Someone might say: “ever since my hair started shedding badly, my scalp has itched.  I don’t notice any flaking, so I don’t think that it is dandruff.  But it’s really bad.  It’s hard not to notice it all of the time.  Scratching really doesn’t make it any better.  I try not to be obvious with the scratching, but last night my husband asked me if I had fleas. He was only joking, but this means that the scratching is obviously noticeable. Why is this happening?  I’ve read that your scalp can itch with hair loss from DHT.  Is that what is it is? My doctor thinks that I have telogen effluvium.”

In cases of telogen effluvium, the most common cause for the itch (at least in my experience and observation) is inflammation and irritation.  Except for when you’re experiencing telogen effluvium or a severe summer shed, it’s just not normal for so many of your hair follicles to go into shedding mode all at once.  Normally, you may have less than ten percent of hair in this mode.  So when the hair sheds out during a normal cycle, you don’t notice it much or feel any discomfort in your scalp.  But when this is magnified by five times or more (as is the case with TE,) than you most definitely do notice it and you can sometimes see evidence of it on your scalp, which can become irritated and inflamed.

Another reason for the itching is regrowth.  Since you probably have many more follicles growing hair than normal, this can create some tightness, tingling, or itching as the hair begins to fill in.

The inflammation and tightness can often be helped with a little tea tree oil or the commercially available product scalpacin (at least it gave relief in my experience.)  And frankly, even if dandruff is not a problem and never has been, many people with TE get some relief using dandruff shampoo simply because it kicks back inflammation.

As far as DHT goes, if you truly have TE, DHT really should not be the cause of your itching.  However, there is another type of hair loss (androgenetic alopecia) where DHT is most definitely an issue. The scalp becomes overly sensitive to this androgen and the follicles shrink as a result – causing hair loss, and eventually, miniaturization.  This process can cause itching and discomfort also.

But people with TE typically don’t have hair loss caused by androgen sensitivity.  Their hair loss and shedding is caused by stress or change to the body or illness.  It’s important to understand the difference between the two and to differentiate which type you have.  AGA and miniaturization can be addressed if treated early.  But since TE doesn’t permanently affect the follicles and doesn’t include the DHT sensitivity, it’s more likely that the itching isn’t from DHT if you are dealing with telogen effluvium.  It’s most likely from inflammation, irritation, or regrowth. Sometimes, you can have all three going at once, which can be a challenge.  It took me a while to get a handle on my inflammation, but I had CTE (chronic telogen effluvium.)  I often wonder if I would not have developed the chronic variety if I had gotten the inflammation under control earlier.  But I did not know then what I know now. You can read more on my blog at http://stop-hair-loss-in-women.com/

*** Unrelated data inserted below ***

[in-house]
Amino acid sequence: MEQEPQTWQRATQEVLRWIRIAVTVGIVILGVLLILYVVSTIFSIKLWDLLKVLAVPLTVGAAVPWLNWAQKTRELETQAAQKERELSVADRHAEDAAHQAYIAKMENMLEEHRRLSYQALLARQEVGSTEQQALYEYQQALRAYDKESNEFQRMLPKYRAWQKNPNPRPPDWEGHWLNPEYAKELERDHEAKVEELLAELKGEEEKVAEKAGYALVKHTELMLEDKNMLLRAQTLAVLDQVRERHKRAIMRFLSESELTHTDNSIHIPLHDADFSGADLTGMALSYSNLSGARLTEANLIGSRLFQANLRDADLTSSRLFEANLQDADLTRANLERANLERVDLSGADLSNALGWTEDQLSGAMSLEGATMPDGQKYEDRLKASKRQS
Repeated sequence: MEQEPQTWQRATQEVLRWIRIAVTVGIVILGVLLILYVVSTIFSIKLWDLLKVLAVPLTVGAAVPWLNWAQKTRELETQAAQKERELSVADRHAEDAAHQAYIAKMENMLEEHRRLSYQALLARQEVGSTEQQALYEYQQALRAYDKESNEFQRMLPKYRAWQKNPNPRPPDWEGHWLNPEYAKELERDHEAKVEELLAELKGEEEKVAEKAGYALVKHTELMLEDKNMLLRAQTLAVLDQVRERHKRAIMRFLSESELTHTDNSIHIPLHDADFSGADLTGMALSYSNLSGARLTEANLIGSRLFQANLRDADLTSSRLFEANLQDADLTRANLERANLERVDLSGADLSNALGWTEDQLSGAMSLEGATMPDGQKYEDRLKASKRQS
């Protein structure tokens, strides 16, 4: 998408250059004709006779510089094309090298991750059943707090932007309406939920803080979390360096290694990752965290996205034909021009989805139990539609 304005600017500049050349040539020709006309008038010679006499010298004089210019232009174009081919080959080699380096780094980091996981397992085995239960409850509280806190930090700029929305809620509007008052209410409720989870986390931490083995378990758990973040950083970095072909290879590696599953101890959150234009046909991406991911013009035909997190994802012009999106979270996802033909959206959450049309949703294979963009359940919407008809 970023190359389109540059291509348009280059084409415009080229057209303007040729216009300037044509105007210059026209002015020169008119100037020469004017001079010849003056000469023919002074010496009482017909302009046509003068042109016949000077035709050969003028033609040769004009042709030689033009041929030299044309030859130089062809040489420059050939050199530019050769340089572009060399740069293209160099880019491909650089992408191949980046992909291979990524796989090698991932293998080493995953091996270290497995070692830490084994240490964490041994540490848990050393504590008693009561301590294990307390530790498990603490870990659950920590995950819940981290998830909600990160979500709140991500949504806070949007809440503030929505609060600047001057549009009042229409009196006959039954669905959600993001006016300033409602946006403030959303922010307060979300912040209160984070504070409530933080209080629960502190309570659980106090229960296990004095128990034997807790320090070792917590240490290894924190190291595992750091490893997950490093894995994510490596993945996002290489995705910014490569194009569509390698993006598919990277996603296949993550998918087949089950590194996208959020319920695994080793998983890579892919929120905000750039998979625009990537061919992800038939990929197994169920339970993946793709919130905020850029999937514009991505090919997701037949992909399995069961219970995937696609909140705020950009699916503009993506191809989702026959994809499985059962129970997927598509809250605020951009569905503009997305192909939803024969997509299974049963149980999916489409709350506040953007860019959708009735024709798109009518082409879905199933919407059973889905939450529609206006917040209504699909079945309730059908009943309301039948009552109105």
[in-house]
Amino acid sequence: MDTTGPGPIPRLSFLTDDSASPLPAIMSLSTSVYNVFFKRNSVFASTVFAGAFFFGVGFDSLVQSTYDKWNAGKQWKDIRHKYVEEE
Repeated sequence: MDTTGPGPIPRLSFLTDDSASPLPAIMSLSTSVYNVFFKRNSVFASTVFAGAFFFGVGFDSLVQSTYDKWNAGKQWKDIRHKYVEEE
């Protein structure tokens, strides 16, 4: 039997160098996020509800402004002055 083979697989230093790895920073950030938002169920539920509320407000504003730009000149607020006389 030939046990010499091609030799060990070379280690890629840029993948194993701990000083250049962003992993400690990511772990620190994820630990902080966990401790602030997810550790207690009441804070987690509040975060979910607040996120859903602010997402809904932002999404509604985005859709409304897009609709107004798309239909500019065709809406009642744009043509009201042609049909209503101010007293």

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Sep 29

Is It Possible For Telogen Effluvium To Reoccur Every Couple of Years?

By: Ava Alderman:  Most of the correspondence that I receive comes from people who are just starting to struggle with hair loss.  The process is new to them and they are scared.  Occasionally though, I hear from people for whom the process is pretty familiar and old, and they are also scared.

I hear from them because although their hair loss has both started and stopped (and then started again,) this tends to be a reoccurring theme in their life lately.  They’ll have a bout of telogen effluvium, have it finally end, think its over, and then find that down the road, it will come back.   This can leave them wondering if this is something that they are just going to have to learn to live with for years down the road.

Someone might say something like this: “my initial struggles with telogen effluvium started after I gave birth to my first child.  I understood why this was happening because my doctor warned me that it might.  Therefore, I wasn’t that worried about it and I knew that it would end.  And it did.  And I very naively assumed that I would not have to worry about this ever again.  How silly I was to make this assumption.  I’ve had TE every couple of years ever since.  It doesn’t happen every year.  It seems to be more like every other year.  And it does end.  But not before taking a lot of my hair with it.  Why would this be happening every couple of years?  I’ve been checked out medically and no one can find anything wrong with me.”

There are a couple of things that you might consider.  And I will list them below.  See if any ring a bell for you.

Severe Seasonal Shedding:  It never fails that in the late spring, I am sometimes going to shed so badly that I’m going to be afraid that I’ve got another bout of TE starting up.  And this can sometimes last for longer than a week.  Ask yourself if the shedding that you are seeing is occurring at the same time of year in each instance.  If it is, then this could be severe seasonal shedding rather than TE.

Hormonal Vulnerabilities:  If you have had TE after giving birth, this might be an indication that you are hormonally vulnerable.  Some people tend to shed when their hormones fluctuate – even a little.  I notice that when I try supplements or diets that can change my hormones even a little, I am prone to shedding.  I have to be careful not to initiate any major changes in my routine, no matter how tempting this may be at the time.